A diverse assemblage of submersed angiosperm species (subsequently referred to as SAV) is found in Chesapeake Bay (Fig. 1) and its numerous tributaries spanning a broad salinity range (0–30) over a 300-km distance (Stevenson and Confer 1978). Biostratigraphic records show the first evidence of change in these populations coinciding with periods of extensive land clearing following initial European settlements (Davis 1985; Brush and Hilgartner 2000). Some of the most notable changes in recent history (last 100 years) are the decline in freshwater species in the early 1900s in the tidal freshwater portions of the Potomac River due to declining water quality attributed to increasing wastewater contributions (Carter et al. 1985); the decline of Zostera marina in the 1930s in the saline portions of the lower bay from a wasting disease and hurricane and its subsequent recovery by the 1960s (Orth and Moore 1984); a bay-wide decline of all species beginning in the late 1960s and accelerating in the 1970s following the passage of Tropical Storm Agnes in June 1972 (Bayley et al. 1978; Kemp et al. 1983, 2005; Orth and Moore 1983); and changes in native species with the introduction and persistence of non-natives, e.g., Myriophyllum spicatum (watermilfoil; Bayley et al. 1968, 1978) and Hydrilla verticilatta (hydrilla; Carter and Rybicki 1986; Rybicki and Landwehr 2007). By the 1970s, abundance and diversity of SAV in Chesapeake Bay and its tidal tributaries was substantially altered from what existed in the recent history of the bay (Orth and Moore 1983, 1984; Kemp et al. 2005).
https://static-content.springer.com/image/art%3A10.1007%2Fs12237-010-9311-4/MediaObjects/12237_2010_9311_Fig1_HTML.gif
Fig. 1

Map of Chesapeake Bay showing boundaries of the three SAV community-type zones (low-, medium-, and high-salinity), location of the case-study areas where a more in-depth analysis was conducted of SAV trends, and location of water quality stations used in the analyses (diamonds represent stations used in the selected case studies, solid circles represent stations used in the community studies, which also include those stations used in the case studies)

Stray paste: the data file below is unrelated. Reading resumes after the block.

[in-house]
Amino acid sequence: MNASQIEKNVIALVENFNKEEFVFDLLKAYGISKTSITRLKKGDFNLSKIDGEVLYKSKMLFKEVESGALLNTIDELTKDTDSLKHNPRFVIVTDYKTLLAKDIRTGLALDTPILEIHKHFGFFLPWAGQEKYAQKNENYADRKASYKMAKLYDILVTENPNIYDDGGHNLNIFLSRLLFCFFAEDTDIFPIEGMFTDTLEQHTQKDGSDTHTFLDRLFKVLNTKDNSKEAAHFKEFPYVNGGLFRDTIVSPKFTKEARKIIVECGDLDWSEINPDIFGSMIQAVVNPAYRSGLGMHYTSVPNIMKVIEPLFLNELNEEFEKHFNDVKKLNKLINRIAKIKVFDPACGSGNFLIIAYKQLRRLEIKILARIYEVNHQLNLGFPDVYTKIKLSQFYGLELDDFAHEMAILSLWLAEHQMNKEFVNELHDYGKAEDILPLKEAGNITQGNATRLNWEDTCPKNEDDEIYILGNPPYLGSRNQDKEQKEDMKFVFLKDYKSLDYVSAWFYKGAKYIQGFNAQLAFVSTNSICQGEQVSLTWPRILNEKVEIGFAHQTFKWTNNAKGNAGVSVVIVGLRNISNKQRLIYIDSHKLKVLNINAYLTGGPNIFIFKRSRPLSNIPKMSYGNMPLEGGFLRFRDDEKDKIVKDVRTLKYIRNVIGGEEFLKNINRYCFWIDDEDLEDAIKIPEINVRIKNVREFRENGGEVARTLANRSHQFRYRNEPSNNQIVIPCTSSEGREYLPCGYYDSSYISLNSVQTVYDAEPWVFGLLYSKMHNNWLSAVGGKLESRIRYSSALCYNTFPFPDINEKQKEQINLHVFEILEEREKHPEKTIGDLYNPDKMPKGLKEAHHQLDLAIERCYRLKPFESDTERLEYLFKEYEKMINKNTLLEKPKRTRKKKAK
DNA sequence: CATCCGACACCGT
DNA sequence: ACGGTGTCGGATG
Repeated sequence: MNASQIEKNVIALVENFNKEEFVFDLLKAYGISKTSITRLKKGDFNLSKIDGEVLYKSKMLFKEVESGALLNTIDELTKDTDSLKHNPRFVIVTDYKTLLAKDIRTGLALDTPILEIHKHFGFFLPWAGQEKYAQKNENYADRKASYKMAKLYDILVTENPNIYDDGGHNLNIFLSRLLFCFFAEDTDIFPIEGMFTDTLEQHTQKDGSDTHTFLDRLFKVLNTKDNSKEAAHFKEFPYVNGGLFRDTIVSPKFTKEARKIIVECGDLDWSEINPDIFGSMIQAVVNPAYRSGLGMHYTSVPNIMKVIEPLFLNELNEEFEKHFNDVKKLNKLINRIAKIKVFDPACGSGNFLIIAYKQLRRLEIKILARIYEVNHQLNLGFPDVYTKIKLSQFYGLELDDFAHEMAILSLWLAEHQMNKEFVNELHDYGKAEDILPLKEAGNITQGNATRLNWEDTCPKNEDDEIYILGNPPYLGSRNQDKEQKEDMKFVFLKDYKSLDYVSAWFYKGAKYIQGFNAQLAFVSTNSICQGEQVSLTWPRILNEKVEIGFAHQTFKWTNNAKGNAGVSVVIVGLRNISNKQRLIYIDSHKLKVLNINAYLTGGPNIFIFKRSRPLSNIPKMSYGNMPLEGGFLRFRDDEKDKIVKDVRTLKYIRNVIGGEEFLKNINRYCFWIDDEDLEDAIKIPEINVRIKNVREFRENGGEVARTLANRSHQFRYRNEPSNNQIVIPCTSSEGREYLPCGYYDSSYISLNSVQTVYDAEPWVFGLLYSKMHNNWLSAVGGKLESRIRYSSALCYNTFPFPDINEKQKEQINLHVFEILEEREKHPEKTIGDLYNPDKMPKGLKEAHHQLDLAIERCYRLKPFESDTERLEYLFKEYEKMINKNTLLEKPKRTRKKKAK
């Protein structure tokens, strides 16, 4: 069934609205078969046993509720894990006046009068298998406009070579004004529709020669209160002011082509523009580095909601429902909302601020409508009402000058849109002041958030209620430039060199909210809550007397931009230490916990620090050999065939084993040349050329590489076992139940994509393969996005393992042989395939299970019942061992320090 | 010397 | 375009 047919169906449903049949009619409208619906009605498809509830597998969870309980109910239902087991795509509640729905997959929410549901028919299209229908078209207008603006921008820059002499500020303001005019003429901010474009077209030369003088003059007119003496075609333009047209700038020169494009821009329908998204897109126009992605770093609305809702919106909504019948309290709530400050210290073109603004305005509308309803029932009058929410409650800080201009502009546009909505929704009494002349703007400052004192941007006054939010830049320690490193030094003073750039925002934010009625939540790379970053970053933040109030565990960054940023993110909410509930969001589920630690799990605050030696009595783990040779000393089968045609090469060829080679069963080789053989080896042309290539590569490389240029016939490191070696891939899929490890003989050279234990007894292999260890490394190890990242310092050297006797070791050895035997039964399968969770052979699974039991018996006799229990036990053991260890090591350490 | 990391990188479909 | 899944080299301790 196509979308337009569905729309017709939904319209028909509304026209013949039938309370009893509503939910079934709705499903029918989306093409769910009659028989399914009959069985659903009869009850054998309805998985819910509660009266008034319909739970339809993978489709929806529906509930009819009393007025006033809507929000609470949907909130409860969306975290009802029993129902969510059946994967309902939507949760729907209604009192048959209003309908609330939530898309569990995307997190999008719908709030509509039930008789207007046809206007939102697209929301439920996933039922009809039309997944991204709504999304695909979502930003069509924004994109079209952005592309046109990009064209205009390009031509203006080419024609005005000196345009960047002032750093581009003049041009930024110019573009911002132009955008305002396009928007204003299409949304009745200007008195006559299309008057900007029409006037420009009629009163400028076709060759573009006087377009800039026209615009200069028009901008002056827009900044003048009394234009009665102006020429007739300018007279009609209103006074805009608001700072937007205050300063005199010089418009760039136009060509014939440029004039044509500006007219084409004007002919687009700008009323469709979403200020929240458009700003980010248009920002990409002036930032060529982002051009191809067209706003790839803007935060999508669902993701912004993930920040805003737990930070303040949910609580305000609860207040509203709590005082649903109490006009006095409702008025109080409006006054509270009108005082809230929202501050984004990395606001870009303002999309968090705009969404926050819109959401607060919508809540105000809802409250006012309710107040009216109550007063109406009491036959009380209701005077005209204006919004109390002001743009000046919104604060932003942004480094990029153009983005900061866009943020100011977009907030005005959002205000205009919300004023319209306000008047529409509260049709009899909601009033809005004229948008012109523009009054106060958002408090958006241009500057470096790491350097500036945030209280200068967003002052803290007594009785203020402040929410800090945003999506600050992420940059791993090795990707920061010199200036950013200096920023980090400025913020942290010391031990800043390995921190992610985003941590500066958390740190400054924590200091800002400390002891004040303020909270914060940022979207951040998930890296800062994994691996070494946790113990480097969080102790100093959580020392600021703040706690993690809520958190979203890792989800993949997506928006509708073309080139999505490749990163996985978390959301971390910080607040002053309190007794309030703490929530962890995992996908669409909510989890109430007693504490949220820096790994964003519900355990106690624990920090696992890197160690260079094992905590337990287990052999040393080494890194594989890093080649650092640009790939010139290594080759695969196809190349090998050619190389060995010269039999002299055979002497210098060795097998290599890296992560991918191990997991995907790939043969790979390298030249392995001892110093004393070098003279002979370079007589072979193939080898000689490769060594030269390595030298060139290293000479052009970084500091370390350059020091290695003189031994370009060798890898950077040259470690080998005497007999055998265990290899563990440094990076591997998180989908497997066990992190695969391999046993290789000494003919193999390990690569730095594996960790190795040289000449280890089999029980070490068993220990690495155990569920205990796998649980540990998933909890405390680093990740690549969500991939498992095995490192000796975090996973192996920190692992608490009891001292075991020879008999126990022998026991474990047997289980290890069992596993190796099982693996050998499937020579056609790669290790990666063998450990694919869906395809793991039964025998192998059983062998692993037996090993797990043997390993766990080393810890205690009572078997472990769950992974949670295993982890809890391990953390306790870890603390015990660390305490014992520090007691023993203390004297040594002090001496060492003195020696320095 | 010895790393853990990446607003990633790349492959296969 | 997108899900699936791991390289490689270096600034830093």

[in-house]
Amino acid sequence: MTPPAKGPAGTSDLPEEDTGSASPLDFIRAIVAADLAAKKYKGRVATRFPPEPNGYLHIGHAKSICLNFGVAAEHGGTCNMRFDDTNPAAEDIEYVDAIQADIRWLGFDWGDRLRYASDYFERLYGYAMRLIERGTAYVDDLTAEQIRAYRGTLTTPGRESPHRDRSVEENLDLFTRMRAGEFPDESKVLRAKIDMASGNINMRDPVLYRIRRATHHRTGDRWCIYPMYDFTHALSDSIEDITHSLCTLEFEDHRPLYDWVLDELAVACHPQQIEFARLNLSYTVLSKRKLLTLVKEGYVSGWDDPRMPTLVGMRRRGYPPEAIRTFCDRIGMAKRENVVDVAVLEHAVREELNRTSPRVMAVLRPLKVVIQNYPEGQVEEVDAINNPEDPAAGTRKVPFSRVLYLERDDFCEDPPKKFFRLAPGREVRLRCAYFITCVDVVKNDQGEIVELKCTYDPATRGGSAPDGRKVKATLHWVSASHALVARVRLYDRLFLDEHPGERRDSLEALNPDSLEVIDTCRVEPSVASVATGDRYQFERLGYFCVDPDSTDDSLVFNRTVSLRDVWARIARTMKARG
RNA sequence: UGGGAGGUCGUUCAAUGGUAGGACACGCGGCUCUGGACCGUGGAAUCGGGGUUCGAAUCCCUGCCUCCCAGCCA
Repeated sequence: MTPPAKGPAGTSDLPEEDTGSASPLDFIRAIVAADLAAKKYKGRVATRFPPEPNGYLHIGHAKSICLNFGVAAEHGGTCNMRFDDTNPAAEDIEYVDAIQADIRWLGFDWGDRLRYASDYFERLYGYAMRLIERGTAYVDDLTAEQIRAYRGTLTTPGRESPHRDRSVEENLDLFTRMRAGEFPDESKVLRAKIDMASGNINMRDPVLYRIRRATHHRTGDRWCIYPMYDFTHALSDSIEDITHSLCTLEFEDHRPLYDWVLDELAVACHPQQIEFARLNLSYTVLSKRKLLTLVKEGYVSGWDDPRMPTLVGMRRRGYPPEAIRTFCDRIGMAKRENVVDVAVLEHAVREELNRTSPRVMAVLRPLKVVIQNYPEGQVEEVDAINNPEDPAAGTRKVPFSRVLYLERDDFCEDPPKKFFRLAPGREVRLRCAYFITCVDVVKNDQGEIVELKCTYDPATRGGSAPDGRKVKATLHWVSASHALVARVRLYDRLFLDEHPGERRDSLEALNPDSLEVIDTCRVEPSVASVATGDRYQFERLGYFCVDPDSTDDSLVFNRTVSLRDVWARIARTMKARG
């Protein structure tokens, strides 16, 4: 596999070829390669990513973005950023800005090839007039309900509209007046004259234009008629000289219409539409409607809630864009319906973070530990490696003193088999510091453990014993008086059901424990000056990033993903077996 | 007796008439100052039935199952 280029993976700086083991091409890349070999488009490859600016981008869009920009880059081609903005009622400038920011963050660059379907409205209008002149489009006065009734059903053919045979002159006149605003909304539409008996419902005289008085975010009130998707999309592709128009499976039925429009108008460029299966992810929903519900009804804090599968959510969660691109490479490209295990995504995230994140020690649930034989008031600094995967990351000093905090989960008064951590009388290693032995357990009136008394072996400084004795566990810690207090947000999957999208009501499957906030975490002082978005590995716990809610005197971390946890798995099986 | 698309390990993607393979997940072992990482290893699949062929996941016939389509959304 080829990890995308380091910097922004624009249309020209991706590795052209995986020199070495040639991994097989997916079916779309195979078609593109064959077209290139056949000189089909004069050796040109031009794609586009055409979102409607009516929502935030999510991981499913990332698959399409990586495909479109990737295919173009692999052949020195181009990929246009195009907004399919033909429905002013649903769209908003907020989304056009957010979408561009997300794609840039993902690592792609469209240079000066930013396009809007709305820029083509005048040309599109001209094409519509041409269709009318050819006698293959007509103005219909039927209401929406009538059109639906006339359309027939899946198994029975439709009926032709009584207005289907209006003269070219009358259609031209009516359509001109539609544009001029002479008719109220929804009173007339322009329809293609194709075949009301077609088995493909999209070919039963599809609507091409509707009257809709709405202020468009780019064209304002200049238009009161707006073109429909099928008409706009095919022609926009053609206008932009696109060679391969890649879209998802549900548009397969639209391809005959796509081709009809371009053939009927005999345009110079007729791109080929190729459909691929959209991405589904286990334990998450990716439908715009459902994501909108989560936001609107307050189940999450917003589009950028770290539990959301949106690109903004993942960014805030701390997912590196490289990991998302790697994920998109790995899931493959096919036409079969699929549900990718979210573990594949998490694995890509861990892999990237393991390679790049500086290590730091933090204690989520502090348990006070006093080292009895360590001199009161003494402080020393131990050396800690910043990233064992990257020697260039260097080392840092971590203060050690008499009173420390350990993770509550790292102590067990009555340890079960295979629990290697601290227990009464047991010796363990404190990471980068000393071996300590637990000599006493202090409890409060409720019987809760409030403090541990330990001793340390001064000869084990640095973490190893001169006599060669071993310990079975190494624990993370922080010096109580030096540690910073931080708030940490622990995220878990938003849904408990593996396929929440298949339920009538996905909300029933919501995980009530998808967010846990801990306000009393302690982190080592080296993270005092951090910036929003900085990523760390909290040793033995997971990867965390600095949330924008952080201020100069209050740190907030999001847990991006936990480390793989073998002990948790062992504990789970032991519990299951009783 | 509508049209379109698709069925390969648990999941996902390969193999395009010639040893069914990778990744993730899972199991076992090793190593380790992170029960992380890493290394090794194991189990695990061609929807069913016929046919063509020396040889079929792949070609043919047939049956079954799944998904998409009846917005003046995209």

Concerns regarding the role of increasing nutrients and sediments in altering important processes fundamental to the survival of key sentinel species or communities such as SAV (light) or benthos (dissolved oxygen) in Chesapeake Bay and elsewhere (Krause-Jensen et al. 2008) resulted in management decisions to reduce nutrient inputs (e.g., Hennessey 1994; Greening and Janicki 2006). In Chesapeake Bay, requirements for light, turbidity, chlorophyll-a, and nutrients critical for the survival of SAV were developed concurrently to allow managers to gauge the response of SAV to water quality improvements (Batiuk et al. 1992; Dennison et al. 1993; Kemp et al. 2004). In addition, specific areal restoration targets had been set for both bay-wide as well as tributary specific regions by bay resource managers for assessing improvements in water quality (Chesapeake Bay Program 2003, 2004a). Finally, SAV abundance has recently been included in the water quality standards of Chesapeake Bay for assessing attainment of water clarity goals that were developed for SAV growth (Orth et al. 2010). Monitoring with aerial photography was adopted as a technique to provide a quantitative measure of annual changes in these SAV communities. Monitoring a variety of water quality variables commenced at a large number of sites throughout the Chesapeake Bay and tributaries and at the Fall Lines of each tributary, providing bi-monthly to monthly and annual information on these parameters.